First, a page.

For New Delhi, the advantages of manufacturing the M-777 in India are too obvious to miss. A good Indian company that obtains technology from BAE Systems would quickly absorb it and build upon it, becoming a major player in any future Indian artillery development programme. As the joint venture company builds expertise, it would gradually start taking on research, design and development functions from the parent US-based entity, the employee cost advantage driving this as it has in other fields. Next, setting up a production line in India would ensure that spares, maintenance, repair and overhaul would be reliably available in-country for India’s inventory of M-777 guns for as long as they remain in service. Finally, setting up high tech manufacture in India would result in the absorption of best practices that are currently in short supply. Almost incidentally, it would create skilled employment.
Even more indicative of changing times is the US offer (reported elsewhere in this newspaper today) for US companies Raytheon and Lockheed Martin to co-develop the next-generation version of the FGM-148 Javelin missile with an Indian partner. In making this offer, American intentions remain the same: deepening ties with India, while also improving the prospects of the Javelin in the multi-billion dollar Indian contract for an anti-tank missile for its 350-plus infantry battalions. Washington has undoubtedly taken a cue from Russia’s joint venture with India to co-develop the Brahmos cruise missile; and from Israel, which is co-developing surface-to-air missiles with the Defence R&D Organisation (DRDO).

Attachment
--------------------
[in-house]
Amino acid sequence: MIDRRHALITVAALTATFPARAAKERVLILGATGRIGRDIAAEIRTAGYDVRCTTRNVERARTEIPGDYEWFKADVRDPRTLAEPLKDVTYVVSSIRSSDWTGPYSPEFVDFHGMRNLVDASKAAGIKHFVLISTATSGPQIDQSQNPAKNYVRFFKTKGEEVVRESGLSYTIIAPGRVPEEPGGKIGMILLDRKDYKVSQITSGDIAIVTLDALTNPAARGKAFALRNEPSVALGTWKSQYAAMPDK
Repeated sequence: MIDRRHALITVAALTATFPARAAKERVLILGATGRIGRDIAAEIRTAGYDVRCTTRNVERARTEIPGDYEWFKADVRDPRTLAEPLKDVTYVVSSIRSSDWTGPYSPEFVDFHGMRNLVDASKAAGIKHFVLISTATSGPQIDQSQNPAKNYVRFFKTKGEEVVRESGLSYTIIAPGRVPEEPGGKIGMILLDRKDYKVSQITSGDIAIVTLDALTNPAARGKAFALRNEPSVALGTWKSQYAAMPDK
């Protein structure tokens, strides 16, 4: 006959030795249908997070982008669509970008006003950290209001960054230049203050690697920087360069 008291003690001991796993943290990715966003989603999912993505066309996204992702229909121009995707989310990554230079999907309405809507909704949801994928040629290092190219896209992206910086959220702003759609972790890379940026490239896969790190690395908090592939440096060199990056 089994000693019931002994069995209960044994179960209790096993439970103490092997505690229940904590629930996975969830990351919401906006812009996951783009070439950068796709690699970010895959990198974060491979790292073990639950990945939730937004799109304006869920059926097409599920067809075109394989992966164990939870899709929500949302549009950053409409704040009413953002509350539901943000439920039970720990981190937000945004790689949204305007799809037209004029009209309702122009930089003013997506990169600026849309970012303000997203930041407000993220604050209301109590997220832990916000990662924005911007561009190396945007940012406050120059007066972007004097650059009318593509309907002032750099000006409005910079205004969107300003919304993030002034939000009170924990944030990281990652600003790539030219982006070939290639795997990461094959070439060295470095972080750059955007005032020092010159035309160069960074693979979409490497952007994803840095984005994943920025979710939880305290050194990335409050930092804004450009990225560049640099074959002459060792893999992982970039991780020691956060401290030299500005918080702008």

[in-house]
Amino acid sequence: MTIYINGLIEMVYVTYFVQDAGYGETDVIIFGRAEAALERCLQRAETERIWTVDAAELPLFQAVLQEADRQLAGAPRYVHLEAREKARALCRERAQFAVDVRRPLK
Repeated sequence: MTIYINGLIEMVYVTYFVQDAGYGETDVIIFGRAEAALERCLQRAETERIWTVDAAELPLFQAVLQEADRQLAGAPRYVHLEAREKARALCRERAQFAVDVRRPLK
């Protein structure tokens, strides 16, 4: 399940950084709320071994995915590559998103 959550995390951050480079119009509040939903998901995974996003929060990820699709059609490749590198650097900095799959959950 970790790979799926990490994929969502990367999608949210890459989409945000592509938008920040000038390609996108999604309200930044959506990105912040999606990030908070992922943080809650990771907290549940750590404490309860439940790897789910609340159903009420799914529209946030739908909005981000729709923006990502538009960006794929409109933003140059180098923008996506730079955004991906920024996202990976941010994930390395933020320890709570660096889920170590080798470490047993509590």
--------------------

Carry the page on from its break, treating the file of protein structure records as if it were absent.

A co-development project with the US would be a giant step forward. Never before has Washington loosened its hold on advanced technology or co-developed a frontline weapon with a partner. That it has agreed to do so with India is indicative not just of a maturing relationship, but also of the recognition that declining US defence budgets leave Washington with little choice but to share development costs with an ally that is also a big buyer. No country other than India meets these twin-conditions.
New Delhi must make its decisions based on a cold-eyed estimation of India’s strategic and military needs. If India senses benefit in partnering America in co-development or co-production, this should not be turned down just because the US might benefit too. It is time, in the light of changed strategic circumstances, to revisit our long-held perceptions about the US being an unreliable technology partner.
India must diversify its defence relationships and the US has a disproportionately low profile. The air force and navy have already discovered that the US aircraft that were bought recently offer far greater reliability and availability rates than the other aircraft in India’s arsenal. Best of all, US laws and regulations on corruption are so stringent that not a whiff of scandal or wrongdoing has marred any of the recent deals with the US. If New Delhi can overcome its old fears of technology denial, the US-India defence partnership can fulfil its potential.